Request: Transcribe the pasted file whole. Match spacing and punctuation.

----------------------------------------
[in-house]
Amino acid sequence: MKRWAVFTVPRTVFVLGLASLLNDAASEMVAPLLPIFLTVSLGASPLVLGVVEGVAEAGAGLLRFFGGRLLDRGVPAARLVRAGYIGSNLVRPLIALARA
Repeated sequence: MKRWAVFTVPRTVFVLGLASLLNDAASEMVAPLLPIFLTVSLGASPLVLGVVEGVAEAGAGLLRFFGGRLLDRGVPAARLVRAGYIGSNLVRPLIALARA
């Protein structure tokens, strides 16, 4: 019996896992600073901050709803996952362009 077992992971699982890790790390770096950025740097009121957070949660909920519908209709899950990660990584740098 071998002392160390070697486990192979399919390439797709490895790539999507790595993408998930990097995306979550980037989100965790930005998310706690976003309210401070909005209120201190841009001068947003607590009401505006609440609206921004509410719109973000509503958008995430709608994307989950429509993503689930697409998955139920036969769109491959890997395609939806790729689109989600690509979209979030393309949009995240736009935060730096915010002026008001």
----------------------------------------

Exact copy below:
[in-house]
Amino acid sequence: MKRWAVFTVPRTVFVLGLASLLNDAASEMVAPLLPIFLTVSLGASPLVLGVVEGVAEAGAGLLRFFGGRLLDRGVPAARLVRAGYIGSNLVRPLIALARA
Repeated sequence: MKRWAVFTVPRTVFVLGLASLLNDAASEMVAPLLPIFLTVSLGASPLVLGVVEGVAEAGAGLLRFFGGRLLDRGVPAARLVRAGYIGSNLVRPLIALARA
């Protein structure tokens, strides 16, 4: 019996896992600073901050709803996952362009 077992992971699982890790790390770096950025740097009121957070949660909920519908209709899950990660990584740098 071998002392160390070697486990192979399919390439797709490895790539999507790595993408998930990097995306979550980037989100965790930005998310706690976003309210401070909005209120201190841009001068947003607590009401505006609440609206921004509410719109973000509503958008995430709608994307989950429509993503689930697409998955139920036969769109491959890997395609939806790729689109989600690509979209979030393309949009995240736009935060730096915010002026008001």